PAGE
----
So some of the suggestions in this thread are good ones to be sure. “Glory Days” looks to be an amazing library (hmmm, now... why don’t I have that... maybe I should go... :) ) But FWIW, I don’t think it’s the library that gets you there. I’d say, find whatever tool you can be emotionally, expressively compelling with, and focus on practicing how to be so with it. A lot. Not as fun as a shiny new download I know. But all real instruments have some “rough spots” on them - a great cellist doesn’t chuck the instrument - but learns how’s to play up the strengths and minimize the weaknesses. And I’d argue that some of the rough spots sometimes aid in the “realism” - even with sample libraries (ok I can think of another story but let’s save that :)) I’m not even sure that the folks working on those original Bond scores saw that sonic signature as a strength - but they certainly made the best of it!

And since CTS is now gone, we’re all going to have to be clever at mimicking it’s sonic signature - when desired. And all I’m really trying to offer up is, don’t let what you don’t have be a roadblock to crafting your own signature sound
 

Daniel James

Senior Member
Amazing work, Daniel! Snake Eater will always be my favourite non-Bond Bond song. Cynthia Harrell is great, and so is Harry G-W's score to the game.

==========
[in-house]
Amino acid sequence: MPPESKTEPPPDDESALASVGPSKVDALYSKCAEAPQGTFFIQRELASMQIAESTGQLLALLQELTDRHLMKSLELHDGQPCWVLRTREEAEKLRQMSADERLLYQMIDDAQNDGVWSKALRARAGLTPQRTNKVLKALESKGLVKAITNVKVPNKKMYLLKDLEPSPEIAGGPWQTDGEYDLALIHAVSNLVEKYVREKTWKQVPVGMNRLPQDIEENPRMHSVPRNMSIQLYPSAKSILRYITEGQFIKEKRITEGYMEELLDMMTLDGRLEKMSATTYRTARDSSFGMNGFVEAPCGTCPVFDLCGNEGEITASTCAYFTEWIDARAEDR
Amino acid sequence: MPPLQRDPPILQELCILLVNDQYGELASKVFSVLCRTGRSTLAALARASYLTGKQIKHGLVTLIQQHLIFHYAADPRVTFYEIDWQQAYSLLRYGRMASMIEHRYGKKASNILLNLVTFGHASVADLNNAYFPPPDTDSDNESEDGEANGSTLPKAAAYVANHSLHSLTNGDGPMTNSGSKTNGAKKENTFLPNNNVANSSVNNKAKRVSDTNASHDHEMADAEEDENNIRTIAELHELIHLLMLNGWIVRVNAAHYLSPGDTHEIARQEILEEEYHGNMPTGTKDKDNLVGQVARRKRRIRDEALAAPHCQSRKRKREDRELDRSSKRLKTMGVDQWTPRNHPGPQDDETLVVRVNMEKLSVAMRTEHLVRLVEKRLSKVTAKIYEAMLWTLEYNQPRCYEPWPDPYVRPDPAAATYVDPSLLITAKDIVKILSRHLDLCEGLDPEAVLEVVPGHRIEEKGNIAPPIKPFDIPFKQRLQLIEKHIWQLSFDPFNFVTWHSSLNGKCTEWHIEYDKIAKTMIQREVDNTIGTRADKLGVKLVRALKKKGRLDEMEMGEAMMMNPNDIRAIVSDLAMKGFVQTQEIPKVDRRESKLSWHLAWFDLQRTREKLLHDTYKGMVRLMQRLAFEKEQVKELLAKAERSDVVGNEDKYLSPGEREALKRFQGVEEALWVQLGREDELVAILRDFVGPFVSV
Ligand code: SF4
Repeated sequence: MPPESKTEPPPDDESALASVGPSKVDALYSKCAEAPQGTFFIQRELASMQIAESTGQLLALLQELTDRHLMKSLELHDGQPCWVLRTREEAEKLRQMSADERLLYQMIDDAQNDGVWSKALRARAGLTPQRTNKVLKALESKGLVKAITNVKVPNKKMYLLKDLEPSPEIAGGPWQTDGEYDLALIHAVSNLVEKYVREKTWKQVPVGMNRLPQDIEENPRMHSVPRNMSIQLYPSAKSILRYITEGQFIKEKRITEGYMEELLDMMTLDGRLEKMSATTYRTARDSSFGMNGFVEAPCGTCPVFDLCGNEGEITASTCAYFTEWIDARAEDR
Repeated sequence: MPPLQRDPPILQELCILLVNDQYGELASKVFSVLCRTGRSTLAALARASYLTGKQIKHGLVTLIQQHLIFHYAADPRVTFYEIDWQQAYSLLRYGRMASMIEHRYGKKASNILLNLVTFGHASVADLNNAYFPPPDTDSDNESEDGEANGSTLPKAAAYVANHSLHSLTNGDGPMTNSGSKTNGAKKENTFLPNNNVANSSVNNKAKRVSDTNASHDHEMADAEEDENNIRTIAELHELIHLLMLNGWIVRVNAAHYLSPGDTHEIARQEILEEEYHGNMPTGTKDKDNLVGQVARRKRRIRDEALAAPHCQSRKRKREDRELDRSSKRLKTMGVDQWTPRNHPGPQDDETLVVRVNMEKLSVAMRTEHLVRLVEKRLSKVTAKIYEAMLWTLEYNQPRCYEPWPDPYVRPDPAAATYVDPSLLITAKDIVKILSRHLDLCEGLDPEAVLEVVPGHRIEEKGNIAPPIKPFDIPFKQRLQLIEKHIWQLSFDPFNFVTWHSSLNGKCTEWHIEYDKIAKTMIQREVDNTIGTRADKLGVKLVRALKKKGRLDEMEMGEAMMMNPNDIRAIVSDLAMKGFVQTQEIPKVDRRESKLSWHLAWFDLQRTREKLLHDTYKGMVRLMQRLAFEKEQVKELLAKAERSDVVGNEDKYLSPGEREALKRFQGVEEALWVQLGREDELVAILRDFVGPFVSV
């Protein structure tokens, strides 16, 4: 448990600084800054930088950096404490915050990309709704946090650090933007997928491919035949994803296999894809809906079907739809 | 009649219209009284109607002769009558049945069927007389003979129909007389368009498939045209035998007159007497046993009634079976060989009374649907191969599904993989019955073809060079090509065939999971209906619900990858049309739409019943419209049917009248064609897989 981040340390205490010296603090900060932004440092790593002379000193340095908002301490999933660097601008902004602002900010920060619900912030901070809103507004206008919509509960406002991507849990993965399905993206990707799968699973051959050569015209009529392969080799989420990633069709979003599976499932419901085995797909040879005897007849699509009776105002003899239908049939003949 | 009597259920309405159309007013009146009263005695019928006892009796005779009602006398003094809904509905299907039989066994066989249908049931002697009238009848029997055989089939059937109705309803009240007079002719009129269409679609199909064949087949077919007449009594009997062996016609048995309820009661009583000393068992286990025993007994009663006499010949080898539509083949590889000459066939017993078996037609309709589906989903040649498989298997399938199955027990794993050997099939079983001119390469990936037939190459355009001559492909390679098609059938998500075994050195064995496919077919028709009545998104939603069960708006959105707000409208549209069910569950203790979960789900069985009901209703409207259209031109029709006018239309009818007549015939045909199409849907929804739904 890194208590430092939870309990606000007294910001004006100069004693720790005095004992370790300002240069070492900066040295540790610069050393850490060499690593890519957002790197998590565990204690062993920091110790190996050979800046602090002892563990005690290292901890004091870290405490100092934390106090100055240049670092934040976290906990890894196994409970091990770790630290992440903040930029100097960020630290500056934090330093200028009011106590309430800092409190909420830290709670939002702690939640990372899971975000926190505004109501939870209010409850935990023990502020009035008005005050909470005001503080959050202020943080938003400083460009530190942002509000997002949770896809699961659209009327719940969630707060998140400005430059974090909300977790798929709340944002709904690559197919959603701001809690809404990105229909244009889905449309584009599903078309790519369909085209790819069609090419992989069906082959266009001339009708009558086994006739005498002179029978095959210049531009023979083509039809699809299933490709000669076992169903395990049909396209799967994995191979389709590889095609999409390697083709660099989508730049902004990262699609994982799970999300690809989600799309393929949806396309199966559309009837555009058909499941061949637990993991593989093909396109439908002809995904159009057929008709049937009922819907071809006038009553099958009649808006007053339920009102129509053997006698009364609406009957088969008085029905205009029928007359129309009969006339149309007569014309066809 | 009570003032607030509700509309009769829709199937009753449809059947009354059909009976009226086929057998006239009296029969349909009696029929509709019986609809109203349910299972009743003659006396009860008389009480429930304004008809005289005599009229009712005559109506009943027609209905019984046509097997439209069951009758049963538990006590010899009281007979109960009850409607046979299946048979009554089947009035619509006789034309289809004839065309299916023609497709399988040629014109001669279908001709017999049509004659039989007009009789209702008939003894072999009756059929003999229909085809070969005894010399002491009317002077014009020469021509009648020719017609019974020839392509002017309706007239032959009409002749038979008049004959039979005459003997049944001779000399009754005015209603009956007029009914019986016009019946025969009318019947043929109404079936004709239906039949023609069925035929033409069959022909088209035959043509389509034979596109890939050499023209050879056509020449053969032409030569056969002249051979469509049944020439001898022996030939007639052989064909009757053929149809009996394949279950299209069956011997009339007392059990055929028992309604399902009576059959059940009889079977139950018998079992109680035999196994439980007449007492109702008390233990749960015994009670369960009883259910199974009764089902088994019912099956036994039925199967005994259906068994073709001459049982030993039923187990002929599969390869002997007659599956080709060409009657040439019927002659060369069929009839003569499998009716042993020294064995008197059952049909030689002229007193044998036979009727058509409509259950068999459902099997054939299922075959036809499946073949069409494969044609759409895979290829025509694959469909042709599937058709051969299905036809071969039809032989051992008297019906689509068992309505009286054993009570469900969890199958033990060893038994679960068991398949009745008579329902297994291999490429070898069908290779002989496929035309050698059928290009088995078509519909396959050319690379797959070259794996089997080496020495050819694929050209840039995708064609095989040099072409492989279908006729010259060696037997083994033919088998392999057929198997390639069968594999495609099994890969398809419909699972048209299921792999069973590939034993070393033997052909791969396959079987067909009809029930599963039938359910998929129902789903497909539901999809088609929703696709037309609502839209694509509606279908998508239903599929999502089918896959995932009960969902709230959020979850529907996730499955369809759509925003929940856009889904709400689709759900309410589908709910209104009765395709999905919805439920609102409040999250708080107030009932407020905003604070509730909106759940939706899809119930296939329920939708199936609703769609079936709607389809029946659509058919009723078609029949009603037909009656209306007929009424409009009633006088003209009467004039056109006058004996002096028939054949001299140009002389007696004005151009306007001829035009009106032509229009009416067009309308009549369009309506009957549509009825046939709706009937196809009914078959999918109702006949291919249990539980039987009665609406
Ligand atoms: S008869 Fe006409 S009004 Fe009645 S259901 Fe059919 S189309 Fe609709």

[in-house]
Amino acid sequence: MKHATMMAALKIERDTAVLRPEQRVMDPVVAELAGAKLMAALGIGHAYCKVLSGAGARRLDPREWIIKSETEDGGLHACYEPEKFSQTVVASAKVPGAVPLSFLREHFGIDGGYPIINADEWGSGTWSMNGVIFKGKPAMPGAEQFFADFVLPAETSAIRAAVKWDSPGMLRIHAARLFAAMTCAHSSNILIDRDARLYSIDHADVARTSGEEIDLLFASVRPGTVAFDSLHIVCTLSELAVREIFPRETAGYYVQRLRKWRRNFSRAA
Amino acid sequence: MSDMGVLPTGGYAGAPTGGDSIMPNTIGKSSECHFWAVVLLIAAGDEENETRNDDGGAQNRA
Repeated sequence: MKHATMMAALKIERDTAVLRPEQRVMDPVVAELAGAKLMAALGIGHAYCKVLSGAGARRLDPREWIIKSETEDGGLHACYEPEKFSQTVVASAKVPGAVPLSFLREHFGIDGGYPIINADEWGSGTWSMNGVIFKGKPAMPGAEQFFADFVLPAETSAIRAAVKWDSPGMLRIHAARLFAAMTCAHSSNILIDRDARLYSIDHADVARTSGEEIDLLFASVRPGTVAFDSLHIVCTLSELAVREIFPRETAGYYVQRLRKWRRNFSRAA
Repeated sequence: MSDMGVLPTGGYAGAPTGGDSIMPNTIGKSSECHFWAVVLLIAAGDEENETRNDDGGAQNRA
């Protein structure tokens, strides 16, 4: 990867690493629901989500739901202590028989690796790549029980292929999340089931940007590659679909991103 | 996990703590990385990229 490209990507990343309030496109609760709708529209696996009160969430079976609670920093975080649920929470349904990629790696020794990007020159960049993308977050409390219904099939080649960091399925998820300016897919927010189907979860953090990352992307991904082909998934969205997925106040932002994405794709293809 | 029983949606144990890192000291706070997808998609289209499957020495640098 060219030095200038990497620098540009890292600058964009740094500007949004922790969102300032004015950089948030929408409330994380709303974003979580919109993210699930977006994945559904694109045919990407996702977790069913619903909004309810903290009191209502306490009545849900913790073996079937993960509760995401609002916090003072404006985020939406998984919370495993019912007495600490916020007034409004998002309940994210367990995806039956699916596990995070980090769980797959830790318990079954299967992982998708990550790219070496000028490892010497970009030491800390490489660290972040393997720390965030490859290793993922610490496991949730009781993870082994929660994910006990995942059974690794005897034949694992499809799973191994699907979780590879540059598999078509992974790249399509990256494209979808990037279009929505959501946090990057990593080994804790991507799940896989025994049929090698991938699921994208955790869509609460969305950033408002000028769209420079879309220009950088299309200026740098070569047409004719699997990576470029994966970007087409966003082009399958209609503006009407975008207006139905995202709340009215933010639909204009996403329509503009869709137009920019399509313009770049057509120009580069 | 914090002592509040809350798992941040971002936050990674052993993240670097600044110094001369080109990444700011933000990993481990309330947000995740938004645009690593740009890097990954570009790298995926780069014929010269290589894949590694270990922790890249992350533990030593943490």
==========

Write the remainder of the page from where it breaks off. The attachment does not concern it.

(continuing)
HGW's Metal Gear Solid 2 score is the reason I'm a composer in the first place! (Imagine my joy at getting to work with him on Metal Gear Solid V!!!!! :D)

Also I agree the vocals for Snake Eater are incredible! Perfect bond tone!

If you are interested I synced my backing track to the accapella. I think its pretty close XD

(you might want to turn down the acapella a little bit to make the mix better)

https://viewsync.net/watch?v=LDZebVCjAEI&t=11.42&v=8aYeoR9LVlI&t=0&mode=solo

-DJ
 
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Suntower

New Member
Thanks for the very interesting story.

As a bassist who has played next to a range of brass players over the years, I well understand the issues you bring up in terms of brass 'hot spots'. It happens in even the best opera houses. There's this pleasant back and forth between the brass and strings that the brass never -really- get to play 'forte'. They -always- have to hold back... at least a little.

I keep seeing the name 'Screaming Trumpet' and I looked that up and Wayne Bergeron definitely rings a bell.

Thanks to all for some very, very good tips.

----JC